In his conservative case for single motherhood as a contributing factor of this decline, writer David Frum argued in the Atlantic, "As marriage fades, unwed motherhood has evolved from an acceptable outcome to something close to an inevitability. The order of choices in the face of an unexpected pregnancy has thus shifted again: single parenthood, abortion, shotgun wedding and adoption."
Many experts acknowledged this as a logical explanation. Erdreich told Mic, if women "feel like there's less of a stigma to being a single mother and that there's more support in whatever form they need, then that definitely makes it easier and more realistic to continue their pregnancy to become a mother."
But others are skeptical that increased acceptance of single motherhood is currently the dominant reality and therefore influences decisions about abortions.
"I think we have a long way to go before there is broad societal acceptance of all the different kinds of families that exist," Kimberly Inez McGuire, director of public affairs of the National Latina Institute for Reproductive Health told Mic. Young mothers, she said, still face "shame and stigma and judgment simply because they're young mothers" on a daily basis.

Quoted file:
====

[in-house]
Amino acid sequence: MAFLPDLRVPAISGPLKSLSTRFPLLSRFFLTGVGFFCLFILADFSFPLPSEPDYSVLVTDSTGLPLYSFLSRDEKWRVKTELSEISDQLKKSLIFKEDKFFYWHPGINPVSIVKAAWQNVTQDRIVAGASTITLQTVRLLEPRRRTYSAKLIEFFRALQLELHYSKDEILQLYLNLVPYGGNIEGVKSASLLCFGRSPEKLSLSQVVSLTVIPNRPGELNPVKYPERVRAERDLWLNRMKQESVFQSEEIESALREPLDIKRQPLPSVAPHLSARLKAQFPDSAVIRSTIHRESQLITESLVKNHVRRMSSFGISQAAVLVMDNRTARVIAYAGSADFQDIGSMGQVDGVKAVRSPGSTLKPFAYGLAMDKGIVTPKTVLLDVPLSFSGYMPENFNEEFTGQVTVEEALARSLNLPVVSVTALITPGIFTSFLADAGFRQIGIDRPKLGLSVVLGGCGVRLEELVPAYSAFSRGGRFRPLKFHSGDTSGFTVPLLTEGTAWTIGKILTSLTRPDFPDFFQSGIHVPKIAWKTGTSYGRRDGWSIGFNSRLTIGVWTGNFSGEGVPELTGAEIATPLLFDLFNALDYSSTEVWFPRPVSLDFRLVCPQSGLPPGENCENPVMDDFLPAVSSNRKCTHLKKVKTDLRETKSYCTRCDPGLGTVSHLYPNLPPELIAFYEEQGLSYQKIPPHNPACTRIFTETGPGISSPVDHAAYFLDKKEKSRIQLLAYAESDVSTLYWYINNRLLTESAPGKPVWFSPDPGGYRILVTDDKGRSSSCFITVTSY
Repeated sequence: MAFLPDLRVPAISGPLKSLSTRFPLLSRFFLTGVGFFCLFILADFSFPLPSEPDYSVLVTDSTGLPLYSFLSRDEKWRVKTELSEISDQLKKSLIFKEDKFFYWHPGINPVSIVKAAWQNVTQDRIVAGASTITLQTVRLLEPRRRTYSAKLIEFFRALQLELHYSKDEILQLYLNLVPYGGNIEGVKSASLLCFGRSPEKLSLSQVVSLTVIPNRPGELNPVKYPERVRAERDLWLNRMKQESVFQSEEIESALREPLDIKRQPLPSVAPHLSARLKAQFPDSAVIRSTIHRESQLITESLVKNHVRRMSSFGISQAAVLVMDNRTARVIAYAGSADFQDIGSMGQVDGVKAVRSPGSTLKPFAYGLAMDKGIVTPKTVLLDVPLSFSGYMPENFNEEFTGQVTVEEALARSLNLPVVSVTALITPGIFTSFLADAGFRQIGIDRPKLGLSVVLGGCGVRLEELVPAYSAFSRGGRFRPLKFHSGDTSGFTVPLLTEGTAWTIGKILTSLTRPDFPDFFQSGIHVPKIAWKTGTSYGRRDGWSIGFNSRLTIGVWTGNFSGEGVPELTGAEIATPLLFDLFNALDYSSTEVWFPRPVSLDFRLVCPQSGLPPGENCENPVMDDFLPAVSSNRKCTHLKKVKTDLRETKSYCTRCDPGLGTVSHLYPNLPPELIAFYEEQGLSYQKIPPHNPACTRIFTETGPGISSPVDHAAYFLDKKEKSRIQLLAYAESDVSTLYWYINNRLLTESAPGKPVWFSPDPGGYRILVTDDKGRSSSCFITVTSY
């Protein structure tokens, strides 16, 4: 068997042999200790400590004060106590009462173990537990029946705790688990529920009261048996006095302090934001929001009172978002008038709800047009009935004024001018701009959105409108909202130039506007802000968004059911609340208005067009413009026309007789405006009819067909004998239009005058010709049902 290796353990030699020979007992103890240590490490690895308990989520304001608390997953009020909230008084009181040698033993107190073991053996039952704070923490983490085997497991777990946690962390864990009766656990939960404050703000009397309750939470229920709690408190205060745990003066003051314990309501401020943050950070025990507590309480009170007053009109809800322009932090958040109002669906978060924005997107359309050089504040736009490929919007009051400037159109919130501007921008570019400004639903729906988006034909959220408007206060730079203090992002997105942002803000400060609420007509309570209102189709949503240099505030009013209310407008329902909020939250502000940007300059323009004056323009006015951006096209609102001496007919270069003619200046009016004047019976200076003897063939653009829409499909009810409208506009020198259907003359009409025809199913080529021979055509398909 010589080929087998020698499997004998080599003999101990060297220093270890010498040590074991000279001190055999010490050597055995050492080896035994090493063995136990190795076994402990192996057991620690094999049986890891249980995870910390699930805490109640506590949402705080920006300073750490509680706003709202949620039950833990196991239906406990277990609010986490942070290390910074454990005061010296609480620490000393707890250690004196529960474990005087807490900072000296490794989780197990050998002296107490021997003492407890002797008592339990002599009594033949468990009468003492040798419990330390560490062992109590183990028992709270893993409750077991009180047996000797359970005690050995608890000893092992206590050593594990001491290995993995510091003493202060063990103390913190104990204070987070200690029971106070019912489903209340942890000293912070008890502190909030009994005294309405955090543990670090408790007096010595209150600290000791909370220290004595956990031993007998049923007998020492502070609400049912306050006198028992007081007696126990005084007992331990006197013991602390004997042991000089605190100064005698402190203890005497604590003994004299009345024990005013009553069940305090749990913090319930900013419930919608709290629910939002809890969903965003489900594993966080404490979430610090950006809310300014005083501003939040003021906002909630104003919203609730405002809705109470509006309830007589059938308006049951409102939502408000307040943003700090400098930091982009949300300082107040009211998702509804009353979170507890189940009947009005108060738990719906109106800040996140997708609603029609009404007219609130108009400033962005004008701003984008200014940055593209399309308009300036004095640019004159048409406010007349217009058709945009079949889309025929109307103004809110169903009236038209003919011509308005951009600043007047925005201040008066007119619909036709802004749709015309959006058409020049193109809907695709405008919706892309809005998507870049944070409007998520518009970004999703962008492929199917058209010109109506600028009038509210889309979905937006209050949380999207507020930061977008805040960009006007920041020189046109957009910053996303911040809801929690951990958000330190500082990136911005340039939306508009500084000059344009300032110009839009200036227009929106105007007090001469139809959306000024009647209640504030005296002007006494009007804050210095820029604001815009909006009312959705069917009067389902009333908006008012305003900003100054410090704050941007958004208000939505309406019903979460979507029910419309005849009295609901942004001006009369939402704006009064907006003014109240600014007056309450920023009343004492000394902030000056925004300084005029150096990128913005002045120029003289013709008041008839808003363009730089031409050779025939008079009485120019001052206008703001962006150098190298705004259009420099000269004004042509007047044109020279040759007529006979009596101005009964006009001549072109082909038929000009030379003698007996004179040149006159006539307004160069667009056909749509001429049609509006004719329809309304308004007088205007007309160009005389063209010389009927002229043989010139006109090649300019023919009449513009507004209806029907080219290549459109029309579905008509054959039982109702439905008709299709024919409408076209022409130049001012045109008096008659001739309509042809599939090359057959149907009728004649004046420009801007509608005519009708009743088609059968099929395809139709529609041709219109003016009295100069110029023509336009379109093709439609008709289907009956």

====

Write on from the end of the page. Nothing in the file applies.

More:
3. Reducing access to abortion does not decrease abortions.
While it may seem counterintuitive, the effort to make abortions difficult or impossible to obtain will deter women from having abortions is actually inaccurate. In fact, the AP report found the only states with significantly more abortions since 2010 were Michigan (up 18.5%) and Louisiana (where abortions increased 12% between 2010 and 2014).
The attributing factor? Restrictions in neighboring states. Ben Clapper, executive director of Louisiana Right to Life, told the AP that abortions for nonresidents jumped by more than 1,200 between 2010 and 2012, and pointed to new restrictions in Mississippi and Texas as additional reasons for these increases. Clinic closures and passed abortion bans in states like Ohio and Texas didn't prevent women in those states from having abortions, but rather drove women across state lines.
"As states across the country are making abortion harder and harder to access, people will flock to states where there are more abortion clinics," Steph Herold, managing director of the Sea Change Program told Mic. "About 70 abortion clinics closed since 2010, so of course the abortion rate will go down if there's nowhere to actually get an abortion," she observed. This doesn't mean that women will stop getting abortions though, but that when they do, they will be burdened with spending "even more money to travel, to get off work, to get childcare and find a place to stay."
When states restrict abortion, therefore, "numbers go down in the state where you have those restrictions, but that doesn't mean that women won't try and find other ways to find an abortion if that's what they feel they need to do, and you see that in the rise of abortions in neighboring states," Erdreich summarized.
4. Aggregate data shouldn't erase individual experiences.